If you have employees' trust, they'll tell you where to direct your efforts.
To give you an example, we as an organization are not perfect on this issue. We have work to do, and we're in the same boat with lots of organizations, where maybe there are places where we thought we were acting more equitably than we actually are. I'm glad that we're having the conversations now, because our employees are telling us where we need to direct our efforts. So I'm super grateful to our employees, particularly our Black employees and other employees of color who have been willing to be vulnerable and open to sharing with us how they're feeling – because it's only by understanding their perspectives that we even know where to start to tackle this work.
Ultimately, I think if you're going to ask people to be vulnerable, open, honest, and raw – then you need to honor what they've given you by making a commitment to do something about it and following up.
Oh, and please – I can’t stress this enough – do not ask your employees of color to do the work of educating you around what the issues are.
Do the work yourself. Hire a consultant and/or read a book to educate yourself, but it's hard enough for Black people to show up at work right now, so don't ask them to do the additional emotional labor of educating you on the issues.
And I know a lot of companies have Black employee resource groups (ERGs), or communities of interest (COIs) as we call them at Ultimate and Kronos. All of our COIs are employee-run, so employees who have full-time jobs are also participating in COIs, because they enjoy building community and they want to make the company a better place for everybody. This is already additional work that they're doing, on top of their full-time job. So we need to use a lot of care in determining how best to utilize ERGs right now, because there's a big difference between giving somebody a platform to share their experience (if they want to) and asking people to do the work of educating the organization.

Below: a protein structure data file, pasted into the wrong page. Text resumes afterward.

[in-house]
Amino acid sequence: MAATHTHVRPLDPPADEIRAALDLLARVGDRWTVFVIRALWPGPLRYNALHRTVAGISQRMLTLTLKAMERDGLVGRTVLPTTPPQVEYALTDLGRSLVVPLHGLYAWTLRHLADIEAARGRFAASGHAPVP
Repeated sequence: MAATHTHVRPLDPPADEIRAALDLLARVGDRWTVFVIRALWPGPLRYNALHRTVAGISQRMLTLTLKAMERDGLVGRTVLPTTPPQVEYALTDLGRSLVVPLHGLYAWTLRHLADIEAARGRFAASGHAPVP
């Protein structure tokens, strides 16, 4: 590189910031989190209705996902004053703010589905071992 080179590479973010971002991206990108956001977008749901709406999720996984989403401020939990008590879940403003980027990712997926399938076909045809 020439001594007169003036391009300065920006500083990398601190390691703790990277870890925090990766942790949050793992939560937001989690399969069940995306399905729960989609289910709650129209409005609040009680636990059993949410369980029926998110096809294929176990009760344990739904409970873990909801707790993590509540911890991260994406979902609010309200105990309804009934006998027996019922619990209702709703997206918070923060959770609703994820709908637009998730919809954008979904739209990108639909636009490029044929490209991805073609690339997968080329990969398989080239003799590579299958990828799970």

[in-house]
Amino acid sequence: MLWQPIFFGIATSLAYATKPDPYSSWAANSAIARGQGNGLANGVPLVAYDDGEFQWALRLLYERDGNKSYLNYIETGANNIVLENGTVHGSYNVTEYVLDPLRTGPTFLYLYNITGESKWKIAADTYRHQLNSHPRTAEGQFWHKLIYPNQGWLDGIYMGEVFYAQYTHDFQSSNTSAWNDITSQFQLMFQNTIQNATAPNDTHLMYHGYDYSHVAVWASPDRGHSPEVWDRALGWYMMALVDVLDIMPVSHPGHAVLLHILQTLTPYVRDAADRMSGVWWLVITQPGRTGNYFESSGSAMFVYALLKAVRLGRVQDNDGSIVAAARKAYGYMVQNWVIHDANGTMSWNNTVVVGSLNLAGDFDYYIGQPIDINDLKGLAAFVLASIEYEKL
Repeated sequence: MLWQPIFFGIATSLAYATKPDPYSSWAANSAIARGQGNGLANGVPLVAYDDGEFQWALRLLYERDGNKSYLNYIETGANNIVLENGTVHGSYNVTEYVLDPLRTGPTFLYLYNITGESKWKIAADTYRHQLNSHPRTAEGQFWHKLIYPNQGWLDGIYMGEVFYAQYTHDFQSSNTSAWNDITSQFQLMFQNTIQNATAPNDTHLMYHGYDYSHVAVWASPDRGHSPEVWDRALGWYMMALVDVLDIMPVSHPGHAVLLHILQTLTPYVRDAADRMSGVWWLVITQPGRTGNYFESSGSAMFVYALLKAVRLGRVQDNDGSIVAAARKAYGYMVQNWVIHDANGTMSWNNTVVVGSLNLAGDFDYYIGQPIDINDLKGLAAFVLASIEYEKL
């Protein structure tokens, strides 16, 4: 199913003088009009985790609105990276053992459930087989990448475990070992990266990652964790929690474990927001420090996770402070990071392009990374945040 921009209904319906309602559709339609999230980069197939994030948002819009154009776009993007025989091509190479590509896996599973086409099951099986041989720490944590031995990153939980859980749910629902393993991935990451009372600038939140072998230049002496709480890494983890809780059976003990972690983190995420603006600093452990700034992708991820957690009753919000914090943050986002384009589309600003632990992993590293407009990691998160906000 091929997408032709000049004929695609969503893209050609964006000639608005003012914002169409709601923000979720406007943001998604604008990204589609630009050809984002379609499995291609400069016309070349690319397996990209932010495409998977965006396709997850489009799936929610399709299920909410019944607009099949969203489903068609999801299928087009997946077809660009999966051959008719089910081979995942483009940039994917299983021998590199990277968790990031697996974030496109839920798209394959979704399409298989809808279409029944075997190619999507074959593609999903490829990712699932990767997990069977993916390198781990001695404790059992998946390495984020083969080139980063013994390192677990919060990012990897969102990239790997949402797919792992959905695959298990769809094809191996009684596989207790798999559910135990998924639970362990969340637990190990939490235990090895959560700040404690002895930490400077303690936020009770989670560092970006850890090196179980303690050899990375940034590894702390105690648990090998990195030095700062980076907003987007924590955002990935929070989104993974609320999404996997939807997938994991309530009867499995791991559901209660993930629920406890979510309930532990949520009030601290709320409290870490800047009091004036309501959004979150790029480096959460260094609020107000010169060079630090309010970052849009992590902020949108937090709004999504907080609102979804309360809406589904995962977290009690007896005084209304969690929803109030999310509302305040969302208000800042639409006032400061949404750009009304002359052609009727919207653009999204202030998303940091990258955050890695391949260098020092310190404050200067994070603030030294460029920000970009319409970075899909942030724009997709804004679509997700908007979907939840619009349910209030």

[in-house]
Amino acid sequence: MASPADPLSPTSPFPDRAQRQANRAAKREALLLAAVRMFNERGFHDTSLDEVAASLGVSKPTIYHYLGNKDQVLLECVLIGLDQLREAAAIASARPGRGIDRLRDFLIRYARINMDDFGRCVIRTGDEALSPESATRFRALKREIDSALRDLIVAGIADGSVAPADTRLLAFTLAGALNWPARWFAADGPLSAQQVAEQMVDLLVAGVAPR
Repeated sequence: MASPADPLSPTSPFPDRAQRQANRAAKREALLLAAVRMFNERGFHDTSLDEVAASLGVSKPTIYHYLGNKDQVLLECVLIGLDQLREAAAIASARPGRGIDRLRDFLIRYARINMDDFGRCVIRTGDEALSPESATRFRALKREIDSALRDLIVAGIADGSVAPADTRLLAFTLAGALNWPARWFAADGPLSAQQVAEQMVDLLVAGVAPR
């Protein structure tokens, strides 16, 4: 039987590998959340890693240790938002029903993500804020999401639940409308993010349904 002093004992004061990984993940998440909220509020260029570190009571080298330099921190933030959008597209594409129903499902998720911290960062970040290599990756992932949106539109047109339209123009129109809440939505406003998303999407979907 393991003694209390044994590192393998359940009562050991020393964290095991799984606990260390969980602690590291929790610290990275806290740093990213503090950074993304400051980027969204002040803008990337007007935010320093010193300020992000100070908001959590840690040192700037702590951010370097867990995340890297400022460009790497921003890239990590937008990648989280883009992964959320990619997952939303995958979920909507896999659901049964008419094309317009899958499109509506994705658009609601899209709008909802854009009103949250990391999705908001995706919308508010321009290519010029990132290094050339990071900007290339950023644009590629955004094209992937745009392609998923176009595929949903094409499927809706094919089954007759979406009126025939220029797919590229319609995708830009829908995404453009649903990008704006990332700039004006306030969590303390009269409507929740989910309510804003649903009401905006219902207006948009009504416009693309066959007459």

This is where consultants and outside voices can really help because consultants want to do that work, because they get paid for it. So let them contribute in that way and take the burden off your employees. In fact, we have a comprehensive list of resources that we’ve put together for people to learn and talk about race and racism.
RR: And you mentioned this a bit before, but what about people managers – what are some ways HR can support people managers to help them navigate questions or discussions with their employees about race, racial inequality, and/or police brutality?
CP: As a people-first organization, what comes to mind for me is making sure that leaders know that their number one job is to care for and have concern for their people.